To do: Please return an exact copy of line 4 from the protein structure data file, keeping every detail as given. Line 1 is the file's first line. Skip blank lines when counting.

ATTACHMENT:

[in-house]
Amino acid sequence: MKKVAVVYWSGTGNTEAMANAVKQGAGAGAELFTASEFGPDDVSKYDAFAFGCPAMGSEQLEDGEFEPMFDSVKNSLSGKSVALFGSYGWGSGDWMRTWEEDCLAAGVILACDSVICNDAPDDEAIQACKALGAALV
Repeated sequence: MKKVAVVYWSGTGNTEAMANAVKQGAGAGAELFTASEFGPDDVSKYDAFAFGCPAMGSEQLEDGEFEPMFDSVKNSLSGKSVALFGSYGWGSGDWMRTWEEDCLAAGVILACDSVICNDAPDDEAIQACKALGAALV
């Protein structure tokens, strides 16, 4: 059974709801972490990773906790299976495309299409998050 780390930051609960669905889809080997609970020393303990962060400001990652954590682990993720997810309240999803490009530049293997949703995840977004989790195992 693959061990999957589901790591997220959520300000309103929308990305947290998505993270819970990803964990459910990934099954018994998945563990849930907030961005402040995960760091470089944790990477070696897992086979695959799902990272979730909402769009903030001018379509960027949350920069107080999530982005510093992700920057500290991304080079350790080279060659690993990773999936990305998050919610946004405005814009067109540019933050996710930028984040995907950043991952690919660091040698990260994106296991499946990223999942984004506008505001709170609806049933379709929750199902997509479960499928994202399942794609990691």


């Protein structure tokens, strides 16, 4: 059974709801972490990773906790299976495309299409998050 780390930051609960669905889809080997609970020393303990962060400001990652954590682990993720997810309240999803490009530049293997949703995840977004989790195992 693959061990999957589901790591997220959520300000309103929308990305947290998505993270819970990803964990459910990934099954018994998945563990849930907030961005402040995960760091470089944790990477070696897992086979695959799902990272979730909402769009903030001018379509960027949350920069107080999530982005510093992700920057500290991304080079350790080279060659690993990773999936990305998050919610946004405005814009067109540019933050996710930028984040995907950043991952690919660091040698990260994106296991499946990223999942984004506008505001709170609806049933379709929750199902997509479960499928994202399942794609990691």